Indiana's rating system, Paths to QUALITY, offers four rating levels for licensed child-care centers; licensed family home providers; and unlicensed, registered child-care ministries. Level 1 means that the provider meets the requirements for state licensing, which includes proper adult and child ratios, program development, and adherence to fire and safety guidelines. Levels 2 and 3 focus on improvements in facilities' physical environment and educational opportunities, respectively. Level 4, the highest level, includes national accreditation criteria, said Melanie Brizzi, child-care administrator of the Bureau of Child Care at the Indiana Family and Social Services Administration, which oversees Paths to QUALITY.
"Indiana was among the first states to launch a statewide quality rating and improvement system because the quality of available early childhood programs is essential to Hoosier families," Brizzi said. "High-quality child care is an essential support that enables parents to work and children to succeed in school and life. A successful child-care program also supports the state's economic development by attracting businesses that are seeking quality care and educational opportunities for their employees' children."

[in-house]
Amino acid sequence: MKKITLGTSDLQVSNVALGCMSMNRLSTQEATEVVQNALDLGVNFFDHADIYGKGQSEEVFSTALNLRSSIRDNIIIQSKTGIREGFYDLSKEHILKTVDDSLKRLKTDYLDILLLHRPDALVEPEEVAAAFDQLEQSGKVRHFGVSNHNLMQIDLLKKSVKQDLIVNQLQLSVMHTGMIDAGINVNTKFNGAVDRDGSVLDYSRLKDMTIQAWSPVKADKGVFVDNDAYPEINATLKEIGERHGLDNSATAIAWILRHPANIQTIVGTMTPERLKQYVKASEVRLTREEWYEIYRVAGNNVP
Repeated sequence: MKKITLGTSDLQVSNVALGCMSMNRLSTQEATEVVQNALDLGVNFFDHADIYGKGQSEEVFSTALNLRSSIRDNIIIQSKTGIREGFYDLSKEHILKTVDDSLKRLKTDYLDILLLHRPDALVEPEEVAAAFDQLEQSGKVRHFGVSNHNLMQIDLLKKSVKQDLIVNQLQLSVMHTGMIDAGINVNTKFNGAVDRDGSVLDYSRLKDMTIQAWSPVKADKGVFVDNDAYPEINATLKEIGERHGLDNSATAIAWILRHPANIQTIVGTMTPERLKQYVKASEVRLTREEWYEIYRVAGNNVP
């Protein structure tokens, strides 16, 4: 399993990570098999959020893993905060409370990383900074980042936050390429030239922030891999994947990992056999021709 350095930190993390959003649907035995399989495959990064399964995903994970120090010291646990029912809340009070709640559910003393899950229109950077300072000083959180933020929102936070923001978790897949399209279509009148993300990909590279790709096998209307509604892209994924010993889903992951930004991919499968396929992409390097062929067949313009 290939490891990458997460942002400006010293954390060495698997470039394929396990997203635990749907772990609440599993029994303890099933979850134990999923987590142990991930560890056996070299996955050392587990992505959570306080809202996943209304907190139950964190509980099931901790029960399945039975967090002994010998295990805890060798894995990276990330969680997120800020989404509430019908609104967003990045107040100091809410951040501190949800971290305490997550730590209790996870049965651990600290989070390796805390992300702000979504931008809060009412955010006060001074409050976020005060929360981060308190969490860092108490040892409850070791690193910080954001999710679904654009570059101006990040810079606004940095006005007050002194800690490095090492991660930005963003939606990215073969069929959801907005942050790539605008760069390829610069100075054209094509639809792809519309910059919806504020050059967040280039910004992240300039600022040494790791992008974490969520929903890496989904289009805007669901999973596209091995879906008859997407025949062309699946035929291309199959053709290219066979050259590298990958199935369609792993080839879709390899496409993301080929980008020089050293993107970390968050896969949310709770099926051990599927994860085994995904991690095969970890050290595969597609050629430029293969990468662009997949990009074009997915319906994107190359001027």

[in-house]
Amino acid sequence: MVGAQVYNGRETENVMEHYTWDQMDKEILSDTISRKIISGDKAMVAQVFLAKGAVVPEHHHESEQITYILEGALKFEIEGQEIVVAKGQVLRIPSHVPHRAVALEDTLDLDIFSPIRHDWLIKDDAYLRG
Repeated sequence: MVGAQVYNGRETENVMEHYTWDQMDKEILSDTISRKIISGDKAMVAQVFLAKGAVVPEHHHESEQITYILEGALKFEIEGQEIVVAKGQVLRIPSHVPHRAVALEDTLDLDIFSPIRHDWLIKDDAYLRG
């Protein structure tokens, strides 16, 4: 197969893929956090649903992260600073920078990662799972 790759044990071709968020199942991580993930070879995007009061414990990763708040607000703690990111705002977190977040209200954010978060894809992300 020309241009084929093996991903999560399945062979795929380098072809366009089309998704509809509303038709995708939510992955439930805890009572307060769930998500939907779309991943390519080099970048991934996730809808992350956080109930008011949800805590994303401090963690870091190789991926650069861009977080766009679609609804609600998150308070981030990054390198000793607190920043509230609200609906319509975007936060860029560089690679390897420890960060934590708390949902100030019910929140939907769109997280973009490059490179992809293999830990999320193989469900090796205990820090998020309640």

Information about all child-care programs, including whether they participate in the rating system and their Paths to QUALITY level, is available at https://www.childcareindiana.org/childcareindiana/ptq.cfm
Paths to QUALITY is available in all 92 Indiana counties, and Elicker's research team presented their findings during a series of visits around the state this fall.
Some of their study's findings include:
* Parents can feel confident that the four level ratings are valid indicators of program quality.
* Parents reported they are using the quality rating system to make decisions about child-care options.